To Address Issues of Inclusion, Hollywood Needs to Do More Than Change the Oscar Ballot


The controversy surrounding the second straight year where no actors of color are nominated for an Academy Award has essentially left Oscars host Chris Rock no choice but to address the elephant in the room—race and ethnicity in Hollywood. And putting an unapologetically honest comedian like Rock front and center on national television to skewer industry decision-makers may be exactly what Hollywood needs to finally understand that #OscarsSoWhite is no laughing matter.

To their credit, the Academy has acknowledged the problem they have with inclusion and have pledged to recruit new members who better reflect diversity of race, gender, ethnicity, and sexual orientation. While this step is welcomed, it does not get to the root of the problem with Hollywood as a whole. Nominating more Black, Latino, and Asian American actors for Oscars will not change the fact that roles for those actors come few and far between. It will not convince head movie executives to bankroll films that tell the unique stories of minorities outside the lens of White filmmakers and executives.

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A recent study by the University of Southern California’s Annenberg School of Communications and Journalism found that of the more than 400 films and TV series examined, fewer than one-third of the characters were minorities, with Latinos accounting for just about 6 percent. Latinas in particular were underrepresented and frequently featured in highly sexualized roles.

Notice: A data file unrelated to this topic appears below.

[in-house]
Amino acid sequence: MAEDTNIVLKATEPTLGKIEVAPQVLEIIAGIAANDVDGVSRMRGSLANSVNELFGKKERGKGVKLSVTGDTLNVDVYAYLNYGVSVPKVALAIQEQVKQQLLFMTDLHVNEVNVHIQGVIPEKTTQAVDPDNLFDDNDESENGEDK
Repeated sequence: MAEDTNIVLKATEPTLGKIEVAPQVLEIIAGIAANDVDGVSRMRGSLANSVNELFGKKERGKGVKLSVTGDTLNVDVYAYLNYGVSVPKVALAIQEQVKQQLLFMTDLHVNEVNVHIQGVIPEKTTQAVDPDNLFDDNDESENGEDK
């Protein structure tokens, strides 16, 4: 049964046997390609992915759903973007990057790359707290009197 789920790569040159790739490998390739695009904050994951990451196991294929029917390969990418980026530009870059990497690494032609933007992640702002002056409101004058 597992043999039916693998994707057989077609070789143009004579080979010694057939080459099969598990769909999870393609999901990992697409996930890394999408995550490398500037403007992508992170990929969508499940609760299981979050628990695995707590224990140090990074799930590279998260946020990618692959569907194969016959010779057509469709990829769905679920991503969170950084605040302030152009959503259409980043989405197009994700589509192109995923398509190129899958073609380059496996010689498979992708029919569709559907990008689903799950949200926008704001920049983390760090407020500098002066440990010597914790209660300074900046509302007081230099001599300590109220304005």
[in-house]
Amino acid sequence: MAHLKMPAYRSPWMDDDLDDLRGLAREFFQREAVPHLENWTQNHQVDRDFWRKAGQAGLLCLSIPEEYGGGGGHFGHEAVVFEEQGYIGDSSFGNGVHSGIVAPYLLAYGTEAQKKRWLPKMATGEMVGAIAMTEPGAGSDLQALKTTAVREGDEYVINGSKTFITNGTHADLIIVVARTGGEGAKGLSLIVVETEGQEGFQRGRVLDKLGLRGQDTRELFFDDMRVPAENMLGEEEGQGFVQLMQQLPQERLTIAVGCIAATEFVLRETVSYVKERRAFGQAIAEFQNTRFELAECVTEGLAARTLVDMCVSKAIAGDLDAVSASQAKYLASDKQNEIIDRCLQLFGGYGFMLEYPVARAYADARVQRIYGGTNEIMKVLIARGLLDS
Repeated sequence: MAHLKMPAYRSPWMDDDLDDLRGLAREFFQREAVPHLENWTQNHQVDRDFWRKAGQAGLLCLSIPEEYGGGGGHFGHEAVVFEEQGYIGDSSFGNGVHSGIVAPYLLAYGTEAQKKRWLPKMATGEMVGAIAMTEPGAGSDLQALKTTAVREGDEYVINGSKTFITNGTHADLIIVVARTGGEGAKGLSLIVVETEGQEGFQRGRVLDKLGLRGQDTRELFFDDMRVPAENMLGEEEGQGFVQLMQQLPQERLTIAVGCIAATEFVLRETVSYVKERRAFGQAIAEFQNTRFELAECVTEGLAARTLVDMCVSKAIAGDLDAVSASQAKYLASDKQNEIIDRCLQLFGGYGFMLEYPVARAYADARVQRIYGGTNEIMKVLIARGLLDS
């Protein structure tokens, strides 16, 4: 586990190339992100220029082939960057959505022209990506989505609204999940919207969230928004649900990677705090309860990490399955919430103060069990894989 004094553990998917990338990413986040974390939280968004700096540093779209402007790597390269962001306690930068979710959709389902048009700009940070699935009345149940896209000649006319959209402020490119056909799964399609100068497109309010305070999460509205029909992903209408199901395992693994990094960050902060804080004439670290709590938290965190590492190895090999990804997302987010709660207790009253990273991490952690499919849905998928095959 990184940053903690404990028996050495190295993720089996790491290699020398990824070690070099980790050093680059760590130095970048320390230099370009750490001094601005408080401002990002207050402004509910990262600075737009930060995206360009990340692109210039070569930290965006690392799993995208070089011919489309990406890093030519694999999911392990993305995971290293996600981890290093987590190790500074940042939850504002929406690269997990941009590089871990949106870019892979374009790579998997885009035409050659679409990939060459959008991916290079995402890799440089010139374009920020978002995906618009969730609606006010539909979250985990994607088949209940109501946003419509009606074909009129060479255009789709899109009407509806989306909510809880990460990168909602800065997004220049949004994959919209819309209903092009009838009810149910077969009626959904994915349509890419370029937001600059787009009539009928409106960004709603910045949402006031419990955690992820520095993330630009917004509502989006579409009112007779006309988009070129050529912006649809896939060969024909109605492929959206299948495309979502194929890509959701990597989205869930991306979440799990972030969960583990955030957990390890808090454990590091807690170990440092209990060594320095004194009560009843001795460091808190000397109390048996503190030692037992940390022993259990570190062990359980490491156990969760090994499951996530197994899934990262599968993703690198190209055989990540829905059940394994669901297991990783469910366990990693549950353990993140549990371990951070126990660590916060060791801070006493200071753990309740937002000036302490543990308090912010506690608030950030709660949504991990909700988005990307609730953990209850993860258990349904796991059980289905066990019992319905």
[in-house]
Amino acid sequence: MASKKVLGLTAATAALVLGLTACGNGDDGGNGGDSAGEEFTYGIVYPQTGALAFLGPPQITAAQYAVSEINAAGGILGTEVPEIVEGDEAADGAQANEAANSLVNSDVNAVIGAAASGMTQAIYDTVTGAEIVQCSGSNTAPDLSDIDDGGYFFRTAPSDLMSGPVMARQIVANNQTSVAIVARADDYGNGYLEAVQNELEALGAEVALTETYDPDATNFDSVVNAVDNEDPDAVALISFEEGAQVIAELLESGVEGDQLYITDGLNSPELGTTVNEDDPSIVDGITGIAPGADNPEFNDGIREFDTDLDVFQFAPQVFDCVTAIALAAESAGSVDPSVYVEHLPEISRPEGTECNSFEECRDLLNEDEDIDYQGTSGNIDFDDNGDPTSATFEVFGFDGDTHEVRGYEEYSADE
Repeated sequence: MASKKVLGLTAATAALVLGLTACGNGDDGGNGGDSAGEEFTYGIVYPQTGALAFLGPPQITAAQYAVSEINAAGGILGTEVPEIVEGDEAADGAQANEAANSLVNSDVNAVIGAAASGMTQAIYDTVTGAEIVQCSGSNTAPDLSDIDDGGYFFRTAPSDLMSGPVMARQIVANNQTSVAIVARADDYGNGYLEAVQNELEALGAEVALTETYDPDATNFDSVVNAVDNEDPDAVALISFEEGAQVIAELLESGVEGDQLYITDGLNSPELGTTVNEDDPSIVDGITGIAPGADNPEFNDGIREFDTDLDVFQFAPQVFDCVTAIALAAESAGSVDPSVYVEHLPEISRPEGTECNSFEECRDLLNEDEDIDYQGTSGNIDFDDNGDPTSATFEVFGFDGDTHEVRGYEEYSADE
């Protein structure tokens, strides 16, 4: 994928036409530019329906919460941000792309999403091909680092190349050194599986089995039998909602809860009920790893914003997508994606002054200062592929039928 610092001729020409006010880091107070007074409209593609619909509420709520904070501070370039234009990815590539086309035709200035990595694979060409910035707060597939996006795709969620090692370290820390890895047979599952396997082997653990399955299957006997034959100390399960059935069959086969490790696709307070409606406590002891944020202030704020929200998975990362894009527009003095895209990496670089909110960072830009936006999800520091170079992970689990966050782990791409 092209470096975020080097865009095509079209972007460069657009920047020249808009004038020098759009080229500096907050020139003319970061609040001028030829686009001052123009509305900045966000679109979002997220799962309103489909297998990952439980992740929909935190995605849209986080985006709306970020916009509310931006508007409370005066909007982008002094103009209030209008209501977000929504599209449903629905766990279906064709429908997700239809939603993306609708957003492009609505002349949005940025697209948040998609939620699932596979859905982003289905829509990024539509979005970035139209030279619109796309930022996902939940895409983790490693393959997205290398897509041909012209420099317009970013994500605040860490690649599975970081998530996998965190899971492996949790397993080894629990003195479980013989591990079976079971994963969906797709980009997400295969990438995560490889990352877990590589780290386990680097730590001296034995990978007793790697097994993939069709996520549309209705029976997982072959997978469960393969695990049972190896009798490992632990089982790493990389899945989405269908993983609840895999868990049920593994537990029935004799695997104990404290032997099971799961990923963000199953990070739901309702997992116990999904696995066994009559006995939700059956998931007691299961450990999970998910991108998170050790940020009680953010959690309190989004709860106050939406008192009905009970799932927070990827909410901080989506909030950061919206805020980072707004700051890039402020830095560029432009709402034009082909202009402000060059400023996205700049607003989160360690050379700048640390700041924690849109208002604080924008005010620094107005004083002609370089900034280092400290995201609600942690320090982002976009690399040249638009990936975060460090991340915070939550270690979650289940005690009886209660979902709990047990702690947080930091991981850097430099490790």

The industry needs to change from the top down. In a piece on the stunning lack of diversity throughout Hollywood, the Washington Post ran the numbers on what the make-up of the top tier of decision-makers in the industry looks like. Unsurprisingly, it is very old, it is very White, and it is very male.

In the Post article, Academy member and director Jennifer Warren explains: “The academy is a microcosm of the industry, and it (shows) benign neglect more than outright prejudice. It’s not that the industry is prejudiced. It’s that they’re disinterested in anything but themselves.”

The problem is also not limited to those at the top. As many directors and actors have said when asked about the Oscars controversy, there needs to be more representation and inclusion of minorities in every aspect of the industry in order to truly change the culture. That includes everybody from entry-level writers to the agents who represent talent. In a New York Times piece, America Ferrara details exactly how often stereotypes of race and ethnicity are heard:

“I had just won [a top award at Sundance], and [my manager] wanted me to audition for the Latina chubby girl in a pilot. She wasn’t even the lead; she was just the sidekick, with the same joke in every scene. I said, “I’m not going in for that.” When I ultimately left him, he [told] another of my reps, “Somebody should tell that girl that she has an unrealistic idea of what she can accomplish in this industry.”

Hollywood can do better. Unless we have more diverse writers, producers, and executives, we will continue to be portrayed as the chubby sidekick or the oversexualized temptress or the drug kingpin. But the Hispanic American story, the Black American story, the Asian American story, the Native American story, and the LGBT American story is so much more than these one-dimensional stereotypes. These are the stories of modern-day America and it is past time Hollywood acknowledges and celebrates them.

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